This novel was an exceptional read; both intimate and horrifying. Any book that is difficult to put down automatically get's the thumbs up. It grabbed and held my attention in the first 10 pages, something even good books fail to do in the first 100. It is the first McCarthy novel that I have read and I enjoyed it more than I expected. It is the ominous and somewhat perilous journey of a father and son clinging to the hope that there is some good left in a raped and ravaged world. The story is about their continued journey down "the road" to find some sort of salvation in what used to be the United States but is now a cannibalistic, violent, and desperate, society of outlaws, nomads, rapists, murderers, and thieves. At times, The Road's disturbing imagery is difficult to stomach, although McCarthy never goes as far as it seems he will. This probably works in his favour since at several points in the book I almost put it down because I became so afraid of what would happen next. An author who can inject a reader emotionally like that is certainly not lacking in his craft. A tool that McCarthy uses throughout the book to do this is false foreshadowing; planting seeds for things the reader assumes will happen, but never do. This adds to the suspense and fear that McCarthy creates for his audience. It also contributes to the fear of the unknown, which is a major consideration of this story. The plot doesn't really thicken, which adds to the simplicity and nothingness that the book is supposed to make the reader feel. This book conveys more emotion than any other book I have ever read. McCarthy forces the reader to experience fear, sadness, and desperation alongside the main characters. There are a few things I didn't like. The dialogue is difficult to follow at times and can be repetitive. Also, the use of proper names is nearly non-existent, but this seems to serve a purpose. For example, the father and son (as well as the few other characters that come along in the story) have descriptive terms to identify them rather than names; i.e. the man and the boy. The few proper names that are found are mostly brand names. One example of this is Coca Cola, when they find one last can of Coke inside a beaten vending machine in a long abandoned and pillaged grocery store. Much of the book is description as McCarthy isn't just telling a story of loss, but also painting a picture about what post-apocalyptic America may look like. My interpretation of this book, aside from the message that the world is consuming itself to the point of complete extermination, is the true terror in the unknown. It is about the terror of being alone. It is also about the necessary attachment to god and faith when there is nothing else left to believe in. The Road is also an interpretation of raw human nature at the most desperate and destitute of times. The Road is definitely a new addition to some old favourites in post-apocalyptic literature. I look forward to reading more of McCarthy's work down the road.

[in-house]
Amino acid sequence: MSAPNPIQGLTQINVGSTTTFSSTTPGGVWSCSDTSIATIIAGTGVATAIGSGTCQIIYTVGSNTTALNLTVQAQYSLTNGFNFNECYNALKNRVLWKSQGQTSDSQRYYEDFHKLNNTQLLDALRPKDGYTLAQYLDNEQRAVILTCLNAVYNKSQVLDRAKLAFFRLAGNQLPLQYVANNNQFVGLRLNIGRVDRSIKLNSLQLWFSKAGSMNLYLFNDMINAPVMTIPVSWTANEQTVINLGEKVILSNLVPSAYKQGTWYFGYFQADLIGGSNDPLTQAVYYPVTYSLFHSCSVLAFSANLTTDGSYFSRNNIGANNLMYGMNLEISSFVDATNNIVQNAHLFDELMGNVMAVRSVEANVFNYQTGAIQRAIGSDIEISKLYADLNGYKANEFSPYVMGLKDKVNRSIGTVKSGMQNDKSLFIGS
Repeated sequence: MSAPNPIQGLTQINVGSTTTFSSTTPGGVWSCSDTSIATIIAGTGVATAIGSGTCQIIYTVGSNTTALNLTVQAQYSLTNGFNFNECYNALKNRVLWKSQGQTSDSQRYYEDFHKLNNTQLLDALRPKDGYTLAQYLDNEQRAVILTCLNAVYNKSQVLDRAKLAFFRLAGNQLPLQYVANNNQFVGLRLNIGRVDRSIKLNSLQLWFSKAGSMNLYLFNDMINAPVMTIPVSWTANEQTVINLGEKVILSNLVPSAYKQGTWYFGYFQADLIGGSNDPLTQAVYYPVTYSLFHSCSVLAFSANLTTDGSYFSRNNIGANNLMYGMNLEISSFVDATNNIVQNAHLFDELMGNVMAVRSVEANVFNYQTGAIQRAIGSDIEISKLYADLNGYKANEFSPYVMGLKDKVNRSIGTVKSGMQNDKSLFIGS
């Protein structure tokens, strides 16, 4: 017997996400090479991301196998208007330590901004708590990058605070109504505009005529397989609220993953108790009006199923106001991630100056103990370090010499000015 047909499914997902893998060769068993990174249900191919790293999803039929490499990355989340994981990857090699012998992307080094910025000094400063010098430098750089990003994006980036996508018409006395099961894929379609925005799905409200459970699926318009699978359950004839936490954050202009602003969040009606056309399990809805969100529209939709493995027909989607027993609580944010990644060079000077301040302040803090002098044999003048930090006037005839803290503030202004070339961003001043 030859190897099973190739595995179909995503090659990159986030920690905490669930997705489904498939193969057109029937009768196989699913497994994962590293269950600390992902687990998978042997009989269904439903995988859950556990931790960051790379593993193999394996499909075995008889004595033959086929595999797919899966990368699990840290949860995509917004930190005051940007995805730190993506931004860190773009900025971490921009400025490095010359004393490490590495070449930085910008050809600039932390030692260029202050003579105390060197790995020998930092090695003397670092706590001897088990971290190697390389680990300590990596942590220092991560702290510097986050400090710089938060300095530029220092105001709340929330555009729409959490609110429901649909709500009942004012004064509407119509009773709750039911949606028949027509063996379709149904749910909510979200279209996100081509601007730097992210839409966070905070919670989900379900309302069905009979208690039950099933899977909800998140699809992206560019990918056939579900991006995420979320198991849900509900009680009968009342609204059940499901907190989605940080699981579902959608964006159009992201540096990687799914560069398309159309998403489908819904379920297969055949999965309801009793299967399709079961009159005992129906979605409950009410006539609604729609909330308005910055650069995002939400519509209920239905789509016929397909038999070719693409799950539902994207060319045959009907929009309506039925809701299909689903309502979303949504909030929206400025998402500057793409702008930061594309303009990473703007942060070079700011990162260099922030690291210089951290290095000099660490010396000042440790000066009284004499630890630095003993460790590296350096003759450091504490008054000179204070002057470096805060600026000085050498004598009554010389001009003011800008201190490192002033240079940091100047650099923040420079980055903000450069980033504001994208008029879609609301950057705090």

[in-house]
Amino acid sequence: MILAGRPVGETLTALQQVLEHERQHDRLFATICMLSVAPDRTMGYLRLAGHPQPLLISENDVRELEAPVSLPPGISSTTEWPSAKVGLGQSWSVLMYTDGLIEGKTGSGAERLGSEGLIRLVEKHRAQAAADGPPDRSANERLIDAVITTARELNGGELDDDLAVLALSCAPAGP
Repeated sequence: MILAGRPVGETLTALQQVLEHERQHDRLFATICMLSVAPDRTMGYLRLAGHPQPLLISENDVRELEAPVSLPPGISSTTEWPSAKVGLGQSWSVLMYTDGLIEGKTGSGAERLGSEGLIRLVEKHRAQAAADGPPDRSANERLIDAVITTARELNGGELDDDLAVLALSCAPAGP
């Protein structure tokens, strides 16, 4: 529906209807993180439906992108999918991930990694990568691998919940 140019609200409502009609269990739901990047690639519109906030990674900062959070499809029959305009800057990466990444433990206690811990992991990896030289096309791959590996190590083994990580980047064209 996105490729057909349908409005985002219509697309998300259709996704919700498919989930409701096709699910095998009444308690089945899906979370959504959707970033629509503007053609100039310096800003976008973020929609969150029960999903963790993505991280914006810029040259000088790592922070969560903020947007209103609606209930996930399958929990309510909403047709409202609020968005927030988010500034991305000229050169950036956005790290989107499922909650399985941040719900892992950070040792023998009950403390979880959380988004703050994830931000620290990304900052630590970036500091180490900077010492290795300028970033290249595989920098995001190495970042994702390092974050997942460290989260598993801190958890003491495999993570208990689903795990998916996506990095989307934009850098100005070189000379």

SavageBS More than 1 year ago
An absolutely amazing tale! I picked up "The Road" solely based on the fact that it was written by the author who wrote "No Country for Old Men", which I havent read, but the movie was outstanding! I had no pre-judgement about the book, or author. I wasn't too thrilled about the "Oprah's Book Club" sticker on the front though. I figured I would crack the book open, read the 1st chapter to feel it out and toss it aside had it been a weak read. Wow, was I wrong. I've never read a book faster in my life. The book has no chapters, the characters have no names, it's just a straight read all the way through! The story is amazing, the characters are amazing, your drawn to every page, constantly cheering them on and worrying about them at the same time. I found myself unable to put the book down, constantly wondering whats next? The book is about hope and the love between a father & son after the apocalypse, in a savaged land where no plants and animals exist, everything is covered in black ash and cannibals roam the streets, highways and cities. Everyday they struggle with starvation, the weather and the fear that they may never see tomorrow! Great book, highly recommend to everyone!